Sunday, September 7, 2008

BBA judgement by Msia's Justice Wahab Patail

By Habhajan Singh
The High Court recently ruled that the application of the Al-Bai' Bithaman Ajil (BBA), a hugely popular Islamic home loan financing contract in Malaysia for the last two decades but much criticised abroad, is contrary to Malaysia's Islamic Banking Act 1983.
In what is set to be another widely discussed judgement, High Court Judge Datuk Abdul Wahab Patail ruled that the sale element in the BBA is "not a bona fide sale". He also brought into question the profit portion of the facility. The written judgement, dated July 18 but made available to lawyers involved in the case late last month, may force Islamic banks and financial institutions to re-examine their legal documentations.
Carrying the stamp of the Kuala Lumpur High Court commercial court division, the 54-page judgement was a collective judgement for 11 cases involving Bank Islam Malaysia Bhd and Arab-Malaysian Finance Bhd as the plantiffs.
The BBA house financing is a contract of deferred payment sale (the sale of goods on a deferred payment basis) at an agreed selling price, which includes a profit margin agreed on by the customer and the bank.
Profits in this context is justified since it is derived from the buying and selling transaction as opposed to interests accruing from the principal lent out, according Bank Negara Malaysia's (BNM) website.
BNM is the regulator of Malaysia's financial institutions, including Islamic financial institutions operating in the country. However, Abdul Wahab's judgement does not concur with the said notion.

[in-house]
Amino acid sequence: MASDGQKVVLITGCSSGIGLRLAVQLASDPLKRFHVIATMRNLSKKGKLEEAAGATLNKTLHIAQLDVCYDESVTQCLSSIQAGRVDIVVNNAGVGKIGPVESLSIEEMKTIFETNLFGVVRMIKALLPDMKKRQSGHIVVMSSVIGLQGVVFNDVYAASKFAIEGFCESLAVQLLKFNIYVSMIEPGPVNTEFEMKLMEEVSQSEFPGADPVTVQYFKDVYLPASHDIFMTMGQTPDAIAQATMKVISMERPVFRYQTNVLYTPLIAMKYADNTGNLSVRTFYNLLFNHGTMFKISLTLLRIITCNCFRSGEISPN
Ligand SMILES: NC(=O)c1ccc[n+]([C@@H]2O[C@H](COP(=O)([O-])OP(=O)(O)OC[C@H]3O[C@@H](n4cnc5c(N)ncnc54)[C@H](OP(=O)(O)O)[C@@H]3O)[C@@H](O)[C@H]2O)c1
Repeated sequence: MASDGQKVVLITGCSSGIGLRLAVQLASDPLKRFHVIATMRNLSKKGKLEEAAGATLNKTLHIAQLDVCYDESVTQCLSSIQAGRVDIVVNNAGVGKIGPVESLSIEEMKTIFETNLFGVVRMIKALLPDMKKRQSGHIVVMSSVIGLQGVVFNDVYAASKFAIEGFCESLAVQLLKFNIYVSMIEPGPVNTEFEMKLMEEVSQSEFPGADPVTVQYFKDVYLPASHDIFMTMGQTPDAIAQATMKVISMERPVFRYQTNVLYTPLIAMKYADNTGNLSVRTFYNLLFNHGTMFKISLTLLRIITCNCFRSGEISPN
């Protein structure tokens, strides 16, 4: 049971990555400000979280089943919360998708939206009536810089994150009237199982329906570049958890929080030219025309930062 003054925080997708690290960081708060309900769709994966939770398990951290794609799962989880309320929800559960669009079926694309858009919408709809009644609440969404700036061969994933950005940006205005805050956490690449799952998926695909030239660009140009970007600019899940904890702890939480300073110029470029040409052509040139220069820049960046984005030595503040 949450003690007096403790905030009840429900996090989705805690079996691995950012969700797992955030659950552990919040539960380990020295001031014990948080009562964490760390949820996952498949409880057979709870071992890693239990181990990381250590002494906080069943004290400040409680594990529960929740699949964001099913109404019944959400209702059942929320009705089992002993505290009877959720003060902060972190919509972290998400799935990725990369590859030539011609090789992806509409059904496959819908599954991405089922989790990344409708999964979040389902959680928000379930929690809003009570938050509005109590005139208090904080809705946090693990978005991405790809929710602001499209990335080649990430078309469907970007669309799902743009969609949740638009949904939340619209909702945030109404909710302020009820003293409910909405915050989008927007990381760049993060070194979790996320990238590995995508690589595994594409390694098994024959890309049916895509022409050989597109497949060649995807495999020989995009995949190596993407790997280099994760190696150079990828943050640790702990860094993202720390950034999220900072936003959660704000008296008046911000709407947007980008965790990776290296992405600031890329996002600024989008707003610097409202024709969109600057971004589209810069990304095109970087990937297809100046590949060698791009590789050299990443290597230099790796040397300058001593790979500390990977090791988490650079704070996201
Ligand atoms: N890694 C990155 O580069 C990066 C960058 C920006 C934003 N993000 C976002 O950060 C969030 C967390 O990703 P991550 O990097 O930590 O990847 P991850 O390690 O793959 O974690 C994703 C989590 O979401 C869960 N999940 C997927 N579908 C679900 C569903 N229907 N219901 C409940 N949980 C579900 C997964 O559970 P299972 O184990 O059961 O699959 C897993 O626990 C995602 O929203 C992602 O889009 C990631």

"This Court holds that where the bank purchased directly from its customer and sold back to the customer with deferred payment at a higher price in total, the sale is not a bona fide sale, but a financing transaction, and the profit portion of such Al-Bai' Bithaman Ajil facility rendered the facility contrary to the Islamic Banking Act 1983 or the Banking and Financial Institutions Act 1989, as the case may be," he said in his judgement (point No. 69).
In his reasoning earlier, the judge pointed out that "there is no dispute that the concepts" of BBA and several other contracts are "in principle, Islamic in nature since no interest is involved".
"The function of this Court is to examine the application of these Islamic concepts, as to whether as implemented, and in the particular cases before it, the transactions do not involve any element not approved in the Religion of Islam.
"It is a question of looking at the particular facts. That remains the judicial function of the Court which it cannot abdicate," he wrote.
In another point, the judge also made his earlier stand in the case of Affin Bank Bhd vs Zulkifli Abdullah, in which he passed a ruling on the calculation of the amount to be paid in the event of a foreclosure.
The 2006 case attracted much attention, and is still the subject of seminars today, as it turned on its head the way bank practitioners calculated the outstanding amount to be repaid by borrowers who had defaulted on their BBA contracts. Some banks had calculated the amount up to the full period of the facility, even though the borrowers may have defaulted only a few years into the financing.
In his latest judgement, Abdul Wahab wrote: "This Court accepts that where the bank is the owner or had become the owner under a novation agreement, the sale to the customer is a bona fide sale, and the selling price is as interpreted in Affin Bank vs Zulkifli Abdullah.
"Thus, where the bank is the owner of the property, by a direct purchase from the vendor or by a novation from its customer, and then sold the property to the customer, the plaintiffs' (the banks) interpretation of the bank's selling price is rejected and the Court applies the equitable interpretation."
It is understood that the banks are appealing the judgement.

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